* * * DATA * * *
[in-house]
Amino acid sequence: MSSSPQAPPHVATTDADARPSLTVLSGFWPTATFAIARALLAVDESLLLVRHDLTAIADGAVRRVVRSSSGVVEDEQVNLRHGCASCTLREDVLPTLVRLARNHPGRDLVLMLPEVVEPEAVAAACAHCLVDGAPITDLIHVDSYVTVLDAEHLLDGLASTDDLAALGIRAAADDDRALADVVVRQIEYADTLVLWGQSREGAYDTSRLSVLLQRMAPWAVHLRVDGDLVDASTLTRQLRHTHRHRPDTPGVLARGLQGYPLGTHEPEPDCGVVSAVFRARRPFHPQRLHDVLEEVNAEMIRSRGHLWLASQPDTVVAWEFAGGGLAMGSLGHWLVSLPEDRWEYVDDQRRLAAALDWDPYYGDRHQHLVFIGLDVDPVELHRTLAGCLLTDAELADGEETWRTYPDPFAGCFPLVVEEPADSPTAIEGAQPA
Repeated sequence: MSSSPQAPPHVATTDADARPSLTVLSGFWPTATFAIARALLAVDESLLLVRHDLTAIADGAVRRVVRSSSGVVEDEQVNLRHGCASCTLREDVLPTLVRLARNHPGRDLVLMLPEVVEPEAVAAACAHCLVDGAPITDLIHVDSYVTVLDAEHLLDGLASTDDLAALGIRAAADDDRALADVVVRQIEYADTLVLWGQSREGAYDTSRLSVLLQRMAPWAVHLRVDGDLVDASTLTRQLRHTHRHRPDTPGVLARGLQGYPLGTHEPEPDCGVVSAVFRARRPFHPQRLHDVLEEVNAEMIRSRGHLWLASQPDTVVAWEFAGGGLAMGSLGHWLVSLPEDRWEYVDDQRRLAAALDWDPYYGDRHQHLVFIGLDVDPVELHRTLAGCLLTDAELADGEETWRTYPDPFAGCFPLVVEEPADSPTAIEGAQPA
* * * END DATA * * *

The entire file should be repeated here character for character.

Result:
[in-house]
Amino acid sequence: MSSSPQAPPHVATTDADARPSLTVLSGFWPTATFAIARALLAVDESLLLVRHDLTAIADGAVRRVVRSSSGVVEDEQVNLRHGCASCTLREDVLPTLVRLARNHPGRDLVLMLPEVVEPEAVAAACAHCLVDGAPITDLIHVDSYVTVLDAEHLLDGLASTDDLAALGIRAAADDDRALADVVVRQIEYADTLVLWGQSREGAYDTSRLSVLLQRMAPWAVHLRVDGDLVDASTLTRQLRHTHRHRPDTPGVLARGLQGYPLGTHEPEPDCGVVSAVFRARRPFHPQRLHDVLEEVNAEMIRSRGHLWLASQPDTVVAWEFAGGGLAMGSLGHWLVSLPEDRWEYVDDQRRLAAALDWDPYYGDRHQHLVFIGLDVDPVELHRTLAGCLLTDAELADGEETWRTYPDPFAGCFPLVVEEPADSPTAIEGAQPA
Repeated sequence: MSSSPQAPPHVATTDADARPSLTVLSGFWPTATFAIARALLAVDESLLLVRHDLTAIADGAVRRVVRSSSGVVEDEQVNLRHGCASCTLREDVLPTLVRLARNHPGRDLVLMLPEVVEPEAVAAACAHCLVDGAPITDLIHVDSYVTVLDAEHLLDGLASTDDLAALGIRAAADDDRALADVVVRQIEYADTLVLWGQSREGAYDTSRLSVLLQRMAPWAVHLRVDGDLVDASTLTRQLRHTHRHRPDTPGVLARGLQGYPLGTHEPEPDCGVVSAVFRARRPFHPQRLHDVLEEVNAEMIRSRGHLWLASQPDTVVAWEFAGGGLAMGSLGHWLVSLPEDRWEYVDDQRRLAAALDWDPYYGDRHQHLVFIGLDVDPVELHRTLAGCLLTDAELADGEETWRTYPDPFAGCFPLVVEEPADSPTAIEGAQPA